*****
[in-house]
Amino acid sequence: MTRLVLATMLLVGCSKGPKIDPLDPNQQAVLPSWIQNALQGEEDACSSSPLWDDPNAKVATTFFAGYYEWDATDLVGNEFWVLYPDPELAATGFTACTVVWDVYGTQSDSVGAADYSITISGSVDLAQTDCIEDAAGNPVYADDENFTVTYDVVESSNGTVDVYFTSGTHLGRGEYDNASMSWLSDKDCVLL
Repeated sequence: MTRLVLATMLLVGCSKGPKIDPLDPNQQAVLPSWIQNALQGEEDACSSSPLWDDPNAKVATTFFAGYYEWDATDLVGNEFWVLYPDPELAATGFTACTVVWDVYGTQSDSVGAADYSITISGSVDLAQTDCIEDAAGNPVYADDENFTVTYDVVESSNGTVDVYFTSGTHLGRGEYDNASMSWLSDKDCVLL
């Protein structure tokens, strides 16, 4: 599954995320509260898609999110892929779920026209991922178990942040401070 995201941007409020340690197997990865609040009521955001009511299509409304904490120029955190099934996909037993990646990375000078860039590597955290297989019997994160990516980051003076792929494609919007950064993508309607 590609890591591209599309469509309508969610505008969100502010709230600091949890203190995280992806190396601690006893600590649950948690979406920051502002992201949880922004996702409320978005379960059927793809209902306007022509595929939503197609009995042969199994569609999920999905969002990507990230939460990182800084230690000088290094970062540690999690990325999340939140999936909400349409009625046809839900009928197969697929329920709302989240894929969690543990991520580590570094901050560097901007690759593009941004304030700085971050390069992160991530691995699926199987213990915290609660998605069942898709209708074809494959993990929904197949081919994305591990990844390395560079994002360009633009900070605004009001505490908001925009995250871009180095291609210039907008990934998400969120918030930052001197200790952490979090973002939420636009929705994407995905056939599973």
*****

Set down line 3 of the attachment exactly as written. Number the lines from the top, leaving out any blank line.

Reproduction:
Repeated sequence: MTRLVLATMLLVGCSKGPKIDPLDPNQQAVLPSWIQNALQGEEDACSSSPLWDDPNAKVATTFFAGYYEWDATDLVGNEFWVLYPDPELAATGFTACTVVWDVYGTQSDSVGAADYSITISGSVDLAQTDCIEDAAGNPVYADDENFTVTYDVVESSNGTVDVYFTSGTHLGRGEYDNASMSWLSDKDCVLL